She Walked Into The Sea

Is this a particularly British form of suicide?

A BBC executive died in mysterious circumstances after stripping off her clothes and walking into the sea. Kari Boto, 53, was plucked from the water by a helicopter crew and taken to the hospital where her husband works as a doctor.

But staff there were unable to save her. Witnesses had earlier seen the mother-of-three sitting on the beach at Old Felixstowe, Suffolk, with her head in her hands.A pile of clothes and set of car keys were found nearby. Police suspect she might have committed suicide.

BBC boss dies after walking into the sea | the Daily Mail

When I read this, I immediately thought of 1970s BBS TV series The Fall And Rise Of Reginald Perrin. I used to watch it on PBS, twenty-five years ago. If you aren’t familiar with the series..

The plot hinges on the mid-life crisis experienced by Perrin as he becomes desperate to escape his dreary life. He lives in a suburb of south London called Climthorpe on the “Poets Estate”, a suburban development differentiated from those around it only by having all the streets named for famous poets. He commutes each workday to Sunshine Desserts where he works as a sales executive. Each morning he is reliably and invariably 11 then 17 then 22 minutes late (as the series progress), yet each morning he gives a different excuse for his lateness[1]. These excuses become increasingly bizarre throughout the first two series (“defective junction box, New Malden”) reflecting the decline of both British Rail and his own mental health. His arrival at the office is illustrated with a sequence of him walking into the entrance under the company logo, which, again as the series progresses, loses more and letters from the name.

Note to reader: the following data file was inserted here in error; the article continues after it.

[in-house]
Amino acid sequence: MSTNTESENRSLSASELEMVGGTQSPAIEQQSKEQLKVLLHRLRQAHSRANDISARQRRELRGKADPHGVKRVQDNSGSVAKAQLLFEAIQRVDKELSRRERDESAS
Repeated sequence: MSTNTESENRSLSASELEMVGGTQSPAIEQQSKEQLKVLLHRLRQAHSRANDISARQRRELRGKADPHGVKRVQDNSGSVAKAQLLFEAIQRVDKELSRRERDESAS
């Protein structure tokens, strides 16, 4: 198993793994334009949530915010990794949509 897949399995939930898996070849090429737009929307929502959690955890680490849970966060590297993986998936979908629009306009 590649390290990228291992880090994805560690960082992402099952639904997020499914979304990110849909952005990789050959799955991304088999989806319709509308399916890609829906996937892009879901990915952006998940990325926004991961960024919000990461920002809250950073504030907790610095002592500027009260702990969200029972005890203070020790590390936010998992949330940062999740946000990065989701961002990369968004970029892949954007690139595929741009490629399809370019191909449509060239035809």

The Fall and Rise of Reginald Perrin – Wikipedia, the free encyclopedia

But here’s the real hook…

At the end of the first series he fakes his own suicide by leaving his clothes on a beach in Dorset and running into the sea. (While this was coincidentally similar to a stunt pulled at around the same time by maverick MP John Stonehouse, neither was inspired by the other: the novel was written before Stonehouse’s faked suicide in June 1974 but not published until 1975. The phrase “do a Reggie Perrin” did enter the vernacular, however, no doubt assisted by the media circus that surrounded the Stonehouse affair.)

The Fall and Rise of Reginald Perrin – Wikipedia, the free encyclopedia


Thanks to YouTube…watch the opening…

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